“But these are written that you may believe that Jesus is the Messiah, the Son of God, and that by believing you may have life in his name.”
1. Notice how the author identifies himself throughout this gospel (13:23; 19:26; 21:7,24). Why is it significant that he called himself “the disciple whom Jesus loved”?
13:23 One of them, the disciple whom Jesus loved, was reclining next to him.
19:26 When Jesus saw his mother there, and the disciple whom he loved standing nearby, he said to her, “Woman, here is your son,”
21:7,24 Then the disciple whom Jesus loved said to Peter, “It is the Lord!” As soon as Simon Peter heard him say, “It is the Lord,” he wrapped his outer garment around him (for he had taken it off) and jumped into the water… This is the disciple who testifies to these things and who wrote them down. We know that his testimony is true.
2. What is the author’s expressed purpose of writing this gospel? (20:30-31) What does it mean to believe in Jesus? (1:12; 3:16; 6:69) What does it mean to have life in his name? (10:10)
20:30-31 Jesus performed many other signs in the presence of his disciples, which are not recorded in this book. But these are written that you may believe that Jesus is the Messiah, the Son of God, and that by believing you may have life in his name.
1:12 Yet to all who did receive him, to those who believed in his name, he gave the right to become children of God
3:16 For God so loved the world that he gave his one and only Son, that whoever believes in him shall not perish but have eternal life.
6:69 Simon Peter answered him, “We have come to believe and to know that you are the Holy One of God.”
10:10 The thief comes only to steal and kill and destroy; I have come that they may have life, and have it to the full.
3. Jesus boldly claimed “I am…”: the bread of life; the light of the world; the gate; the good shepherd; the resurrection and the life; the way, the truth and the life; the vine (6:35; 8:12; 10:9,11; 11:25-26; 14:6; 15:5). What do these claims say about Jesus? In the underlined references, note who the invitation is to and what promise is given? Which of these “I am” statements speaks to you most personally?
6:35 Then Jesus declared, “I am the bread of life. Whoever comes to me will never go hungry, and whoever believes in me will never be thirsty.”
8:12 When Jesus spoke again to the people, he said, “I am the light of the world. Whoever follows me will never walk in darkness, but will have the light of life.”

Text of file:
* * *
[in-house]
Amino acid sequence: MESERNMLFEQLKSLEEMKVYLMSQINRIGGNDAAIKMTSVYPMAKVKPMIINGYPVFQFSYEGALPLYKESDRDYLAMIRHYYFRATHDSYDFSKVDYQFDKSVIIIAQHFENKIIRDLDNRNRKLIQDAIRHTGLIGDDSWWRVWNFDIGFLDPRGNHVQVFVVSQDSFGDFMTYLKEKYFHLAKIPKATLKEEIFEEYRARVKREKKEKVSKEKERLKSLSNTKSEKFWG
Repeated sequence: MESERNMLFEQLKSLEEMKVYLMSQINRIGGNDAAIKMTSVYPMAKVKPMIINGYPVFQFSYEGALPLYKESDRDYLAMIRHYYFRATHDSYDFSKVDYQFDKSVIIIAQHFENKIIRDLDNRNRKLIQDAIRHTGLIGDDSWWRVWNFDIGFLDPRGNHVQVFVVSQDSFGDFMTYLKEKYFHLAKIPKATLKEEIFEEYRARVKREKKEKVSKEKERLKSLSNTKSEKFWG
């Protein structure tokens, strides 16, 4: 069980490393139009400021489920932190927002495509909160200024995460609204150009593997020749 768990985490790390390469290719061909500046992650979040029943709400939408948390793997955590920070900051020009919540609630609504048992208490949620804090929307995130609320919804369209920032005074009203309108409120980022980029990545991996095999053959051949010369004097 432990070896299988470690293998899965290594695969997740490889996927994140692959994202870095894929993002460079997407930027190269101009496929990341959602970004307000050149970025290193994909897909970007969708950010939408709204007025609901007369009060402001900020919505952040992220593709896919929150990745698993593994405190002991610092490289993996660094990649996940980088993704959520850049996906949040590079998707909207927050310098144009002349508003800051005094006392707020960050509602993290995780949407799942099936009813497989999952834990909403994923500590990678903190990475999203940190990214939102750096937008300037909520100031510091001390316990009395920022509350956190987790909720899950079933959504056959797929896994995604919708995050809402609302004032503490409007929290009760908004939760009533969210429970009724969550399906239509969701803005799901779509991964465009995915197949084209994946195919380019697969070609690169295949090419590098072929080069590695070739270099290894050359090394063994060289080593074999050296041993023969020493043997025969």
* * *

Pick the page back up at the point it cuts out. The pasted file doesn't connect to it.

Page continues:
10:9,11 I am the gate; whoever enters through me will be saved. They will come in and go out, and find pasture”… “I am the good shepherd. The good shepherd lays down his life for the sheep.”
11:25-26 Jesus said to her, “I am the resurrection and the life. The one who believes in me will live, even though they die; and whoever lives by believing in me will never die. Do you believe this?”
14:6 Jesus answered, “I am the way and the truth and the life. No one comes to the Father except through me.”
15:5 “I am the vine; you are the branches. If you remain in me and I in you, you will bear much fruit; apart from me you can do nothing.”
4. Jesus performed miraculous “signs” before his death: turning water to wine (2:8-9); healing a royal official’s son (4:50-51); healing an invalid man (5:8-9); multiplying food to feed a crowd (6:11); walking on water (6:19-20); healing a blind man (9:6-7); raising the dead (11:43-44). Notice Jesus’ words and the human response in these signs. What do these miraculous signs show about Jesus? What is the ultimate sign that Jesus is the Son of God? (10:17-18)
2:8-9 Then he told them, “Now draw some out and take it to the master of the banquet.” They did so, and the master of the banquet tasted the water that had been turned into wine. He did not realize where it had come from, though the servants who had drawn the water knew.
4:50-51 “Go,” Jesus replied, “your son will live.” The man took Jesus at his word and departed. While he was still on the way, his servants met him with the news that his boy was living.
5:8-9a Then Jesus said to him, “Get up! Pick up your mat and walk.” 9 At once the man was cured; he picked up his mat and walked.
6:11 Jesus then took the loaves, gave thanks, and distributed to those who were seated as much as they wanted. He did the same with the fish.
6:19-20 When they had rowed about three or four miles, they saw Jesus approaching the boat, walking on the water; and they were frightened. But he said to them, “It is I; don’t be afraid.”
9:6-7 After saying this, he spit on the ground, made some mud with the saliva, and put it on the man’s eyes. 7 “Go,” he told him, “wash in the Pool of Siloam” (this word means “Sent”). So the man went and washed, and came home seeing.
11:43-44 When he had said this, Jesus called in a loud voice, “Lazarus, come out!” The dead man came out, his hands and feet wrapped with strips of linen, and a cloth around his face. Jesus said to them, “Take off the grave clothes and let him go.”
10:17-18 The reason my Father loves me is that I lay down my life—only to take it up again. No one takes it from me, but I lay it down of my own accord. I have authority to lay it down and authority to take it up again. This command I received from my Father.”
5. Jesus’ “I am” claims and his miraculous signs reveal his deity. How does this gospel declare his humanity? (1:14) Why is this both amazing and important?
1:14 The Word became flesh and made his dwelling among us. We have seen his glory, the glory of the one and only Son, who came from the Father, full of grace and truth.
6. Read 20:31 again. If we want to be good students of John’s gospel, what should we do? What does this mean to you personally? Are you excited to study John’s gospel deeply and personally?
20:31 But these are written that you may believe that Jesus is the Messiah, the Son of God, and that by believing you may have life in his name.
John 20:30-31, “Jesus performed many other signs in the presence of his disciples, which are not recorded in this book. 31 But these are written that you may believe that Jesus is the Messiah, the Son of God, and that by believing you may have life in his name.”
2019 is a blessed year for us. It’s the year we’ll study John’s gospel deeply and newly (if we’ve studied it before). We begin today the study of perhaps the most personal and powerful book in the Bible: the gospel of John. This gospel is indeed profound, as it is powerful and personal. Today, let’s get a brief eagle’s eye overview of what we can expect to learn. May God bless our year-long study to be sincere and wholehearted, so that each of us may truly believe in Jesus and have life in his name.